They had been an active guerilla force fighting for Vermont’s right to be an independent entity rather than part of the Hampshire Grants being fought over by New York and New Hampshire. Their secret headquarters was the Catamount Tavern which is why the University of Vermont’s sports teams are called the Catamounts. 

May 12th, 1775 – Crown Point, NY is taken by American forces in another early but forgotten action. 

May 16th – Benedict Arnold’s ultimately ill-fated invasion of Canada sees its first action as his forces besiege St John. Among Arnold’s troops are Ethan Allen and his Green Mountain Boys and Daniel Morgan’s Kentucky Rifles, a unit that will see impressive action throughout the entire war, from Canada to the Deep South.   Continue reading


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American flagBalladeer’s Blog wishes a happy birthday to the USA! What happened in early July of 1776 certainly needs no rehashing so in keeping with my blog’s theme of addressing more out of the way subjects this post will examine various events that took place on other July 4ths throughout American history.

JULY 4TH, 1778 – George Rogers Clark led his rebel forces in taking the British stronghold of Kaskaskia, near the confluence of the Mississippi and Kaskaskia Rivers. Clark and his Rangers were on a mission for then-Virginia Governor Patrick Henry.

JULY 4TH, 1783 – The Massachusetts Supreme Court is finalizing its written decision holding that slavery has been illegal in the state since adoption of the Massachusetts Declaration of Rights in 1780. Continue reading


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1776-musical-movieIt may be my fondness for mythology that makes me love to watch particular movies around particular holidays.  I say that because many of the well- known myths were recited on ancient holidays when their subject matter was relevant to those holidays. The stories helped accentuate the meaning of the special events and that’s the way I use various movies.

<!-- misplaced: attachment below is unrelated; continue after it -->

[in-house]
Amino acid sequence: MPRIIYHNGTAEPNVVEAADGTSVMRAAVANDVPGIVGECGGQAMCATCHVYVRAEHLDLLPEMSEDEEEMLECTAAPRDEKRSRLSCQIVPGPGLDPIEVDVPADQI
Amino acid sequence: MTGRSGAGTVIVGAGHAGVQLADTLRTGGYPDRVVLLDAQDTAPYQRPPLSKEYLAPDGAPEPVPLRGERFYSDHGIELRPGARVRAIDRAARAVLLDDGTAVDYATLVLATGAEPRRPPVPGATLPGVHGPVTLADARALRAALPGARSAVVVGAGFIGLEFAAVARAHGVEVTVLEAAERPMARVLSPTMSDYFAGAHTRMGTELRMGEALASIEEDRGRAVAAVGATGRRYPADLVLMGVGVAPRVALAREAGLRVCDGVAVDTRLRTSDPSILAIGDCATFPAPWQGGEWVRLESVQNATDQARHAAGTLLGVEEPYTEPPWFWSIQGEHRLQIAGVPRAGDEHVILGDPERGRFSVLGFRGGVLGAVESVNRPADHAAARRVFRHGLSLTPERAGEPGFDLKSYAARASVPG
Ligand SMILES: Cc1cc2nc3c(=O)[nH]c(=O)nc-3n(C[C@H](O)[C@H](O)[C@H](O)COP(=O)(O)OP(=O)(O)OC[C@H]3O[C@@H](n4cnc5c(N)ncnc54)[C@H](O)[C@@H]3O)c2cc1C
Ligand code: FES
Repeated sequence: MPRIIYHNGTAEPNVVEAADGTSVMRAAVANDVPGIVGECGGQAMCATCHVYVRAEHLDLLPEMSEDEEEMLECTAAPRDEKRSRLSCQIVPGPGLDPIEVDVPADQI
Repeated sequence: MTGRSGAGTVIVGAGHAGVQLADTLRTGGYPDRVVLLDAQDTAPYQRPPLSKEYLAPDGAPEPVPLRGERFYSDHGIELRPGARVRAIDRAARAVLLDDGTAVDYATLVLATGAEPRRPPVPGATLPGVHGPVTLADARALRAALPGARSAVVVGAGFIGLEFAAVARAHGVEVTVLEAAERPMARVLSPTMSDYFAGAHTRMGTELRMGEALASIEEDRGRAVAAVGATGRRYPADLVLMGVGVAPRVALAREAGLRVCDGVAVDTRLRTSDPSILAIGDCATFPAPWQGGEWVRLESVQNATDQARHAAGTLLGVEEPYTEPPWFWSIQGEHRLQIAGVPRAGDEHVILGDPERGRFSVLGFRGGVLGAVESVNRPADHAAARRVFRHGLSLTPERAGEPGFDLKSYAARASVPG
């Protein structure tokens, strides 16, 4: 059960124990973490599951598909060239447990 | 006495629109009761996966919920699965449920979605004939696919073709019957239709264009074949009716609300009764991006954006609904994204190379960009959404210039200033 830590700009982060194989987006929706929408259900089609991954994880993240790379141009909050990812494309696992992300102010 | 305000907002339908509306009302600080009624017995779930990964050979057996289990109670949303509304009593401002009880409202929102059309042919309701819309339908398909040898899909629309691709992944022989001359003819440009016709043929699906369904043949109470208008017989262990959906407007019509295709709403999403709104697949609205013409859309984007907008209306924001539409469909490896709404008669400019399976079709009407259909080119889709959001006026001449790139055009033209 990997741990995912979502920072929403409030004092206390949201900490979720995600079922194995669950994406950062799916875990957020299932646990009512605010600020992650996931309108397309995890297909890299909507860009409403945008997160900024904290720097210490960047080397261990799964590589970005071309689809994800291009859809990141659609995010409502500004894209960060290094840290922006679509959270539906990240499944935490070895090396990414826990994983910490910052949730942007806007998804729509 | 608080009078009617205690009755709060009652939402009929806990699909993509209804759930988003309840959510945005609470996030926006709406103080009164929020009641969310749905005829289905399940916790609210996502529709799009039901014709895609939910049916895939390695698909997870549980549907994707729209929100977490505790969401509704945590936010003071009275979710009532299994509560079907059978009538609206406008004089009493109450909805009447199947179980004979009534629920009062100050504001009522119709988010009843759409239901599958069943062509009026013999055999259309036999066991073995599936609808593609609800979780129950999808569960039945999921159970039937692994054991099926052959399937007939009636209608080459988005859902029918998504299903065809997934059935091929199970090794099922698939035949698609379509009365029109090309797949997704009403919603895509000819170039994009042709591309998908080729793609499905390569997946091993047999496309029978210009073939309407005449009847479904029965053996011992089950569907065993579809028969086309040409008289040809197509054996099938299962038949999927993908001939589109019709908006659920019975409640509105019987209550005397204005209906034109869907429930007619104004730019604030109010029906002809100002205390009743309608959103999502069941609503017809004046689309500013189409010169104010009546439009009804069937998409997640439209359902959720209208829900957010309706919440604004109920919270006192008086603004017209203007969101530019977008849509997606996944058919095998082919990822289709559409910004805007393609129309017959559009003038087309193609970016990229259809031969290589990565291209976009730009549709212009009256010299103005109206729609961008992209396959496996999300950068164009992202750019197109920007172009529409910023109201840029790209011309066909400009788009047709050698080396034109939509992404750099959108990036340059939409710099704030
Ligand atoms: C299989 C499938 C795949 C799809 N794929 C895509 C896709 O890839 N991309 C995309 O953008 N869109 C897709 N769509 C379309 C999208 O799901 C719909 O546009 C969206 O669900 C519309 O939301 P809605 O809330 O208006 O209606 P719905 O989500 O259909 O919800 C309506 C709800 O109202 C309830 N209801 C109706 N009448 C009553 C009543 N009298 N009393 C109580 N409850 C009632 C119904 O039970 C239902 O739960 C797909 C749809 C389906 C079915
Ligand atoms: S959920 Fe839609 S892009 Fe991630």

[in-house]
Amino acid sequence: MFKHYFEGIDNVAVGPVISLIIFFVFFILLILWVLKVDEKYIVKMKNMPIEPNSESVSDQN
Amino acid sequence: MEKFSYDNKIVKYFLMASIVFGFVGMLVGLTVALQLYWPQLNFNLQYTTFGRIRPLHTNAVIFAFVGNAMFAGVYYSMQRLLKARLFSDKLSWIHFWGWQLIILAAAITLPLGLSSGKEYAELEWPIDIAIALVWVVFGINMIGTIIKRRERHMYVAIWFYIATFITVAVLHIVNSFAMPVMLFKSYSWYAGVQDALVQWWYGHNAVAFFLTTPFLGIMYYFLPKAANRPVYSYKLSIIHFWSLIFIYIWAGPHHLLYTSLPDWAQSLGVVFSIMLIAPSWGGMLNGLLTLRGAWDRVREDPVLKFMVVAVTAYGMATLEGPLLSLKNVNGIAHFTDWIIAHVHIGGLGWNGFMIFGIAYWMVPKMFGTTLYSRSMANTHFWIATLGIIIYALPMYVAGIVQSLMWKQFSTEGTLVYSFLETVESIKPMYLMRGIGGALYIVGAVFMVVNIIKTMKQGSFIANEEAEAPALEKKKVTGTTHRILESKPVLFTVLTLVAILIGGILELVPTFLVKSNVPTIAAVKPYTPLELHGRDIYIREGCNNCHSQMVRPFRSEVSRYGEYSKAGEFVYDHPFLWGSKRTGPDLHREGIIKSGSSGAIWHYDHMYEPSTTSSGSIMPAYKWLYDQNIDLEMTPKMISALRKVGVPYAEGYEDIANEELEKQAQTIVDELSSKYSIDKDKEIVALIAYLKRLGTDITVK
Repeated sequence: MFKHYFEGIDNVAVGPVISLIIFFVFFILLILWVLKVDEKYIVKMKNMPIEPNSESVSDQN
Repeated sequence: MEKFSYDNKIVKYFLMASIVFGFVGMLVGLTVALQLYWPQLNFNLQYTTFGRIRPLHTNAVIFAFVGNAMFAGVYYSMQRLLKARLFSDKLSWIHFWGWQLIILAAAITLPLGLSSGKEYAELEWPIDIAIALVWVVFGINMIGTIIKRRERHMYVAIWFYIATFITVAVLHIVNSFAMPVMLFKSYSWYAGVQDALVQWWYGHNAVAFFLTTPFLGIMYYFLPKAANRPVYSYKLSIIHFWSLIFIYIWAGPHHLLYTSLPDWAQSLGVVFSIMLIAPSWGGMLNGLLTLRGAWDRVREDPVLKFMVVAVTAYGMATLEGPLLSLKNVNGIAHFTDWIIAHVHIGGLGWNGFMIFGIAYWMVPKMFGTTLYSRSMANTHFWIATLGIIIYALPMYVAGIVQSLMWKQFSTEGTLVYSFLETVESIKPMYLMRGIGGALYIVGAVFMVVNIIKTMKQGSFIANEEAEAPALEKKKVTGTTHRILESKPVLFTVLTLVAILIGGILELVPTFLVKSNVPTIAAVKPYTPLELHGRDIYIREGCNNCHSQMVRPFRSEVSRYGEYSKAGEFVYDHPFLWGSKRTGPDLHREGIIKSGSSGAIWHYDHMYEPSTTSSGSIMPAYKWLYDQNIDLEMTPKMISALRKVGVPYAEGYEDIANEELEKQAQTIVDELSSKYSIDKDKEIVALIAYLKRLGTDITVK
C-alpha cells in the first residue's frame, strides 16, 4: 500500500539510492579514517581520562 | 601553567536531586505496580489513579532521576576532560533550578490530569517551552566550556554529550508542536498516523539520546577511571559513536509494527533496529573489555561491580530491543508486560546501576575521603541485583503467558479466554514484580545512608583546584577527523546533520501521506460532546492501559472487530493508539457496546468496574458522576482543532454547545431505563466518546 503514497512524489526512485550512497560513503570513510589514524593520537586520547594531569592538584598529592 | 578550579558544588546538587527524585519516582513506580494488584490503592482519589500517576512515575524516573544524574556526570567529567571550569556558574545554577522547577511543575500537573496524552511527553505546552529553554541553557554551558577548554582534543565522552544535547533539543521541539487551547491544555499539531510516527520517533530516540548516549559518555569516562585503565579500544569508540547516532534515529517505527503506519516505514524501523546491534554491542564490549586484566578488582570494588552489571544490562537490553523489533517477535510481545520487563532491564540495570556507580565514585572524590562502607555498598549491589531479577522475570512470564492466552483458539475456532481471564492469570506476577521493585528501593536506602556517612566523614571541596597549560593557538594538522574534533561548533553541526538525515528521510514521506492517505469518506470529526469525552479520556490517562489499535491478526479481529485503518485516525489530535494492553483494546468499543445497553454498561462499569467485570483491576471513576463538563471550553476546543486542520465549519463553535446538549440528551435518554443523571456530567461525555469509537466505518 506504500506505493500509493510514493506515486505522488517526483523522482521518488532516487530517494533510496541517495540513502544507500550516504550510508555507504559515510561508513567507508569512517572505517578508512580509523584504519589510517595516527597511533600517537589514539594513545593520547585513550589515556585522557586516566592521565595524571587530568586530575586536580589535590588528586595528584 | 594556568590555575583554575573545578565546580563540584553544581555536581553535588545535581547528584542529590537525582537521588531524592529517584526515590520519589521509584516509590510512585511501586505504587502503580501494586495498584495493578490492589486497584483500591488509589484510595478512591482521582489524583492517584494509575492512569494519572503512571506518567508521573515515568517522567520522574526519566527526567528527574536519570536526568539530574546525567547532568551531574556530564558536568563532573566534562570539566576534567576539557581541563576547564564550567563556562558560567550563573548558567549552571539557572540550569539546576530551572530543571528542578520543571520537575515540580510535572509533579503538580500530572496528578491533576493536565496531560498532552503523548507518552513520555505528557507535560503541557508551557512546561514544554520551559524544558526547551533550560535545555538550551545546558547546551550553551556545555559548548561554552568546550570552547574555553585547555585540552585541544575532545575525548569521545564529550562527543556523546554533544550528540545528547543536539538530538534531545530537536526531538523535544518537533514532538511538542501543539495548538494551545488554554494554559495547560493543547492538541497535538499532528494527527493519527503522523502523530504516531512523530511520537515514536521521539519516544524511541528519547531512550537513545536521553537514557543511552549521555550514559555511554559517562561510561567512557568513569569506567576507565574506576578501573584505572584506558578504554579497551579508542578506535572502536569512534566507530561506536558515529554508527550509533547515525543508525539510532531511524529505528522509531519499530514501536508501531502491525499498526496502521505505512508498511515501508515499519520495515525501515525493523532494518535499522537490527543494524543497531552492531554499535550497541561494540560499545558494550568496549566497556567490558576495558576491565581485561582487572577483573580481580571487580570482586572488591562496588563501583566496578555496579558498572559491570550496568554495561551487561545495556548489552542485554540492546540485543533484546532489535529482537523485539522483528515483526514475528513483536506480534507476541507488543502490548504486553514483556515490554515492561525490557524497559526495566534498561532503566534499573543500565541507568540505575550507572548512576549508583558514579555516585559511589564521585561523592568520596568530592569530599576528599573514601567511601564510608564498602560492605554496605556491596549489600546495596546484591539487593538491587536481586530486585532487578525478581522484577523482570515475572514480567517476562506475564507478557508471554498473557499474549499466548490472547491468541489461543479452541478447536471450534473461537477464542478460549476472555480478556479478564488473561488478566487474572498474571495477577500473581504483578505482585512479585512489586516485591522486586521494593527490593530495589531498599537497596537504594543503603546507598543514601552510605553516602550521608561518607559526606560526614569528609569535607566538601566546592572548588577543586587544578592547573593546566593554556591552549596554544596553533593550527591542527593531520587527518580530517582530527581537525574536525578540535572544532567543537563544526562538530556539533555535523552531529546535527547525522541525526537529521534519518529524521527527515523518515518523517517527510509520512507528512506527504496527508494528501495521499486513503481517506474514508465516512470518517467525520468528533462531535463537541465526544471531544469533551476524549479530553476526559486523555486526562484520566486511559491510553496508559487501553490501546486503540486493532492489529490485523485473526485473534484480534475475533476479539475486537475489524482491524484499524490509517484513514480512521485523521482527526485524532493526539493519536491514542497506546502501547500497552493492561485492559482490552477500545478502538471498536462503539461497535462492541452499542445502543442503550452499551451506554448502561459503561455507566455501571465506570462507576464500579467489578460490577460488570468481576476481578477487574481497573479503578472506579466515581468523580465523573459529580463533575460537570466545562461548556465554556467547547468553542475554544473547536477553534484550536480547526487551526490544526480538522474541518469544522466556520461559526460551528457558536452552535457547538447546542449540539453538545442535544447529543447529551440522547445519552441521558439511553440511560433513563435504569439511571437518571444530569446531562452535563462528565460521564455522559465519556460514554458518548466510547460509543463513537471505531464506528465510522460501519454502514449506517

At Christmas I watch countless variations of A Christmas Carol, around Labor Day I watch Matewan and Eight Men Out, at Halloween, naturally, horror films like the original  Nightmare On Elm Street, Thanksgiving Eve I do Oliver! and for Frontierado (which is just a month away now) I do Silverado.

Since the actual 4th of July is loaded with activity I always show 1776 on the night before. It’s a great way to get in the mood for Independence Day. It’s a musical but with brilliant dialogue portions and the story involves the political maneuvering  surrounding the Original Thirteen Colonies at last announcing their independence from Great Britain, more than a year after  the shots fired at Lexington and Concord started the war.

The story is excellently conveyed and is moving, comical, invigorating and poignant all at once. As long as you know which parts of the tale are depicted accurately and which are complete b.s. it’s a terrific way to spend each 3rd of July evening. Continue reading